5. Detach your old Fire from your computer. First, eject/detach your Fire from your computer. Depending on your computer / operating system type, you may have to right-click on the Fire’s icon in your Finder/File Manager and select ‘eject’ to safely remove it.
6. Register your new Fire. Make sure it’s fully charged, then start it up and follow the prompts to register your new Kindle Fire to your Amazon account.
7. Re-download key apps. Some apps, like many game apps from EA Games, rely on data stored on the developer’s servers to run, they aren’t actually fully installed on your Fire. While such apps may store small bits of data on your Fire, the majority of your game content and progress are stored online and ‘fed’ to your Fire when you start up the app. The app will need any of those data bits that ‘live’ on your Fire, but the app may have to be re-downloaded, too.
Some apps of this type are easy to spot because they require the user to be logged in to an online account in order to run properly, but you may have opted to let some connect automatically using your Facebook, Gmail or other accounts. Therefore, rather than try to remember or figure out which ones have to be re-downloaded, just play it safe by re-downloading ALL apps that are very important to you.
To re-download, on your new Fire go to the Apps and/or Games page by tapping the appropriate menu link (game apps will be on the Games page). Tap the Cloud link to view all the apps stored to your Cloud. One by one, long-tap on the icon for each desired app or game and select ‘Download’ from the pop-up menu. While you aren’t strictly required to let one download finish before starting another, in my experience each new item you add to the download queue slows everything down so in the end, it’s faster to download them one by one.
8. Re-download desired Kindle books, audiobooks, music, etc. from the cloud. On each content page on your new Fire (e.g., Books, Audiobooks, Video, etc.), follow the same process detailed above to re-download your desired content from the Cloud. Your bookmarks will come too, since you manually synced from your old Fire in step 2.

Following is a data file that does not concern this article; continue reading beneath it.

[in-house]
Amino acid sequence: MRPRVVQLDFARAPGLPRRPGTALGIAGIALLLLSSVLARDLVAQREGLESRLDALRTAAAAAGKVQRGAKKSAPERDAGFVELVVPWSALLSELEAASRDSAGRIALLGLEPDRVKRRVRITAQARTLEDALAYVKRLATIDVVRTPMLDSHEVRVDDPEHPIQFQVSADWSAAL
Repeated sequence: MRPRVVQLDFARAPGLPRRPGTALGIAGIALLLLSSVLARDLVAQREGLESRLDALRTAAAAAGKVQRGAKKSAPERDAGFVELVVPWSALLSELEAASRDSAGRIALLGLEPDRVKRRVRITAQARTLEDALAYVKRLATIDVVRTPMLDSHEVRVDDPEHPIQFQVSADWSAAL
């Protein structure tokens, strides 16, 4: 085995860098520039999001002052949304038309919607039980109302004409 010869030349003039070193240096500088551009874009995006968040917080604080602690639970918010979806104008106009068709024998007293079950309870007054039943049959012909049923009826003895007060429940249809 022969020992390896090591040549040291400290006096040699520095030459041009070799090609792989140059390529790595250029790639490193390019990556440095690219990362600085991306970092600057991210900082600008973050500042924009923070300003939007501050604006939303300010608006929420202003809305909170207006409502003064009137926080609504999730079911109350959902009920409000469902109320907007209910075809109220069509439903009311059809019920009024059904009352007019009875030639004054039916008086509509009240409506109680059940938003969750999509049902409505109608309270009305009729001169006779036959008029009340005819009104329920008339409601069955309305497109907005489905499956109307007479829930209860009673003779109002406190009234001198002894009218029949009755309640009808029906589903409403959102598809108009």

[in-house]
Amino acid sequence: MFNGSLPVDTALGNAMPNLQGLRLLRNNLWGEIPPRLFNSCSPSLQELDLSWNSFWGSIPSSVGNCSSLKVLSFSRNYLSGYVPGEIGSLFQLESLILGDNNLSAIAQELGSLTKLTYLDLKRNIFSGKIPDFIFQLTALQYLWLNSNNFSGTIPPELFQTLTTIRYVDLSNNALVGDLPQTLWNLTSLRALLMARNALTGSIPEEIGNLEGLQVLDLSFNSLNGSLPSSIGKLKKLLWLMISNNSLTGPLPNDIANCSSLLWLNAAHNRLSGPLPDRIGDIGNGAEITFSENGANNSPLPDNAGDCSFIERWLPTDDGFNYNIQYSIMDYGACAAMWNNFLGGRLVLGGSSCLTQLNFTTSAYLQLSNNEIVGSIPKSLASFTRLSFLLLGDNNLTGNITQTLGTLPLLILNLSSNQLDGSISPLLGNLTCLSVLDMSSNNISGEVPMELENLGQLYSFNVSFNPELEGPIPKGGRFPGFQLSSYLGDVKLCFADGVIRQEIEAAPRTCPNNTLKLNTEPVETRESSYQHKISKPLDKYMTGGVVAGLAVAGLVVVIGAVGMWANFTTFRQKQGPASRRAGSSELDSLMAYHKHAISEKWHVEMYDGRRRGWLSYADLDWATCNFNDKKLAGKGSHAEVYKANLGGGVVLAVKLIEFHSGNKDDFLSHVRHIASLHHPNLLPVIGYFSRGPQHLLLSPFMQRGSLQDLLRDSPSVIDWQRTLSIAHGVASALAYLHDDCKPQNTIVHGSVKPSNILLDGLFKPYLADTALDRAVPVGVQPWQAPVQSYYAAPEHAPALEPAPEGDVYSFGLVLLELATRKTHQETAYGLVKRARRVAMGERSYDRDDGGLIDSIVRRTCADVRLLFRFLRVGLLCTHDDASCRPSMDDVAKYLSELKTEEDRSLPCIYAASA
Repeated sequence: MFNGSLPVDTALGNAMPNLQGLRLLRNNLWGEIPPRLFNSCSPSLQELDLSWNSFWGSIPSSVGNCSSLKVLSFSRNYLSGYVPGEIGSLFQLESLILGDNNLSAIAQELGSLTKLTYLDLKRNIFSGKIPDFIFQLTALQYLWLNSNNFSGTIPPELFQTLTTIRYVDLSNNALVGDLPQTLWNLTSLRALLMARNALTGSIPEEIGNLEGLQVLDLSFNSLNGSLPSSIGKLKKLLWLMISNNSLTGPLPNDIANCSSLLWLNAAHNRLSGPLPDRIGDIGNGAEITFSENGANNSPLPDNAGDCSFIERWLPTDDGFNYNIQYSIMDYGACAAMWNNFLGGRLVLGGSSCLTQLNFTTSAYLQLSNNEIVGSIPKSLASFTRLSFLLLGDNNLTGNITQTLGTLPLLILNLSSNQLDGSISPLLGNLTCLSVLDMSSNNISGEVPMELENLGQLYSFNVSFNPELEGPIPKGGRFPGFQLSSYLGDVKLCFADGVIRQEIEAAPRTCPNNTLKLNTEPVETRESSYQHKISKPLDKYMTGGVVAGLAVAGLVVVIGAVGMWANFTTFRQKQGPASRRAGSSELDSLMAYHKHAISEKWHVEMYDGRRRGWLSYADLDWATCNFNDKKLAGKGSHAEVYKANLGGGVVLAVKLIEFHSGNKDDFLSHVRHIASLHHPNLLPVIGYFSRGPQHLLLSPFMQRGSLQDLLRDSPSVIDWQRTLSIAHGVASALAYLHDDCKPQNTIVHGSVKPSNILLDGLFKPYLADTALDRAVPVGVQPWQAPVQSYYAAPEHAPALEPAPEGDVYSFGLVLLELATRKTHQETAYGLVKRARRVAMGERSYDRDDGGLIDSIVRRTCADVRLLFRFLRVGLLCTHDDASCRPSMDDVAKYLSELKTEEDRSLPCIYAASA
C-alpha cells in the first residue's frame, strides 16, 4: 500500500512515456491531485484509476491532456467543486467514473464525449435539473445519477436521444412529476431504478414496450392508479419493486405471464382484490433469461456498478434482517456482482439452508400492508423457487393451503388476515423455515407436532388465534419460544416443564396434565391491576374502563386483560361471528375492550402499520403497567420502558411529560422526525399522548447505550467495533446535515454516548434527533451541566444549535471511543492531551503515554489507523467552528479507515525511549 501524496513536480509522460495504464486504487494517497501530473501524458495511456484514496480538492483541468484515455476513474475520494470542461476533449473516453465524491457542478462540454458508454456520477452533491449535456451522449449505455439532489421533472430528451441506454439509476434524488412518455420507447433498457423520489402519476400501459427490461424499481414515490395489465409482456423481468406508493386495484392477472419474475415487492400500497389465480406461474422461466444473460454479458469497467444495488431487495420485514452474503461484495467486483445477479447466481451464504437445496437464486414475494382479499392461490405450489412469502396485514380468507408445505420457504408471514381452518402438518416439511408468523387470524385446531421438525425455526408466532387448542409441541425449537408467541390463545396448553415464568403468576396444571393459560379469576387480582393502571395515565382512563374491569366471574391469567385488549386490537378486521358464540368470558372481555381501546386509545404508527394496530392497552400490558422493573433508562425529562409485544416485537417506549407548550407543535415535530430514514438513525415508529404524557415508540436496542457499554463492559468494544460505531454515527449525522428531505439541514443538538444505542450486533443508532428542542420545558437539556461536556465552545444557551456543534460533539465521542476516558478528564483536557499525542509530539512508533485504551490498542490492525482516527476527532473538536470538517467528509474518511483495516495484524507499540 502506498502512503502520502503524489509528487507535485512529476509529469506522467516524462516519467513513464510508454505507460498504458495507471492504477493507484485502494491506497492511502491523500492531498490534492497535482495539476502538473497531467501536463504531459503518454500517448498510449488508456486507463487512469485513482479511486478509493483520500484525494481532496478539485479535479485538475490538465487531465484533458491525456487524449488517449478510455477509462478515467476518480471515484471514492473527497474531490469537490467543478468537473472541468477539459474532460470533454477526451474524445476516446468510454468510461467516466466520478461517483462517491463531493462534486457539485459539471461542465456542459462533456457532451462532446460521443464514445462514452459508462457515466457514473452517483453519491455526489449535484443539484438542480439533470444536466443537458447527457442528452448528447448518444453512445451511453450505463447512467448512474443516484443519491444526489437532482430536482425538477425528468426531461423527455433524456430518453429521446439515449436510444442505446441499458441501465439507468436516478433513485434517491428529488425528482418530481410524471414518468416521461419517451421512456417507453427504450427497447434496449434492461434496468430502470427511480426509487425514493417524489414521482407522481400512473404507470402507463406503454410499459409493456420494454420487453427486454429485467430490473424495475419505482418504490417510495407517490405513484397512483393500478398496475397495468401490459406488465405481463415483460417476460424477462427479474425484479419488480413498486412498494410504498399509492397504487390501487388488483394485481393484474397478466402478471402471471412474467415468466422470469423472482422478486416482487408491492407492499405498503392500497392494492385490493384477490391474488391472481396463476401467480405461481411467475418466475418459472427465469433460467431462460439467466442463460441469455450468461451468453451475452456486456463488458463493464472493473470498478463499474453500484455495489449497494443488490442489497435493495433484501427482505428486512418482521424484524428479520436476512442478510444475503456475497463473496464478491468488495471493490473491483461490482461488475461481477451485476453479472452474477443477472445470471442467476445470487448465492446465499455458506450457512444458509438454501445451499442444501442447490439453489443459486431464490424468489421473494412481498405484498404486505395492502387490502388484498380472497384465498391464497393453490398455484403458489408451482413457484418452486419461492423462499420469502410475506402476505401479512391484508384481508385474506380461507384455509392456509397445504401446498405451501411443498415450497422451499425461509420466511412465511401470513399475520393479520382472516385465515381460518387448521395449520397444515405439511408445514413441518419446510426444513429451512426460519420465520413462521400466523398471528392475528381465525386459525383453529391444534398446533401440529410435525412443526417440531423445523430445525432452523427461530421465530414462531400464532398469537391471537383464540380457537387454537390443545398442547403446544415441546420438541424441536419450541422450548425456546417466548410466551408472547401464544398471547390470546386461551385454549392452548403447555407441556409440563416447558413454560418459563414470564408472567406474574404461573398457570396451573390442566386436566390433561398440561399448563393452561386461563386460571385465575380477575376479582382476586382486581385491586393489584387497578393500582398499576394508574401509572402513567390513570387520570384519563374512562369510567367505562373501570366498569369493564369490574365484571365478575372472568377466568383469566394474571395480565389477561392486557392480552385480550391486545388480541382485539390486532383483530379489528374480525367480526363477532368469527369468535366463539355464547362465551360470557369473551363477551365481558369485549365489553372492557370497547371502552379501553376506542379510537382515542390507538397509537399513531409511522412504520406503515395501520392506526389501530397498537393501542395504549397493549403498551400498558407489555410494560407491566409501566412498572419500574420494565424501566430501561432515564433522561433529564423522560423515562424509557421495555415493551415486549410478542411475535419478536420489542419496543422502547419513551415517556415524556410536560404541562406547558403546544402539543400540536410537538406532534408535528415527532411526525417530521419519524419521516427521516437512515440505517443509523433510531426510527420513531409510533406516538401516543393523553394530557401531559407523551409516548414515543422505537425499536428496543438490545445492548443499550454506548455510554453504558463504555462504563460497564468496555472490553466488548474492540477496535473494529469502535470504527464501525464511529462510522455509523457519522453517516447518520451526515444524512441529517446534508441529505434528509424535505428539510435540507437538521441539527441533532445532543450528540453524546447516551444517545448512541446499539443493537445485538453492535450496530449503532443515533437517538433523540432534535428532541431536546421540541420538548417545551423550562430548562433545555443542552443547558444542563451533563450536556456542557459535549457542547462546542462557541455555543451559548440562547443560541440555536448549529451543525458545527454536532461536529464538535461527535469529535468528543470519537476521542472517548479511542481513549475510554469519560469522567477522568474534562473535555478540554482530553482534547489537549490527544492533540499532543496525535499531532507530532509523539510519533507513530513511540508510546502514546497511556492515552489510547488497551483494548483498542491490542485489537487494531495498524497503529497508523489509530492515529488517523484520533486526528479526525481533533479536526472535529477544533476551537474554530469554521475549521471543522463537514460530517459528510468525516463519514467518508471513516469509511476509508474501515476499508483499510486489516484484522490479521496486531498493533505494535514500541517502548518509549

9. Connect the new Fire to your computer to restore your backed-up files and data. This can be a tedious process if you’ve got a lot to copy, but try to stay focused as you do it. You don’t want to accidentally copy App files from your old Fire into the Video folder on the new one, so pay close attention to what you’re doing here.
With the new Fire connected to your computer, open one Finder/File Explorer window with the new Fire’s content listed in it, and another with your KFBackup (or whatever you named it) folder open in it. Size the two windows so you can have them open side-by side at the same time. For each folder you backed up, follow these steps to restore the backup to your Fire:
a. Open the desired content folder in the Fire window (e.g., Alarms, Books, Movies, etc.).
b. Open the corresponding folder in the backup folder window (e.g., if you opened ‘Alarms’ in the Fire window, open ‘Alarms’ in the backup window).
c. Copy all the contents from the backup window to the new Fire content window.
— ***IMPORTANT NOTE ***— DO NOT copy the Android > Data > Amazon folder from your backup. When copying everything from your backup after the reset, skip the Android > Data > Amazon folder. That folder contains the unique identifier as assigned by Amazon when the old Fire was originally registered, and when you registered the new device it was assigned a new unique identifier. This means you cannot simply copy the entire Android folder over from your backup, you must copy the subfolders / files individually from within the Android directory of your backup.
If there have been significant operating system changes between the old Fire and the new one, some of the backed up content may not function properly on the new device. Therefore, if you’re transferring from an old Fire to a new one and the new one is a different model than the old one, it’s safest NOT to copy the following system folders or files to the new device: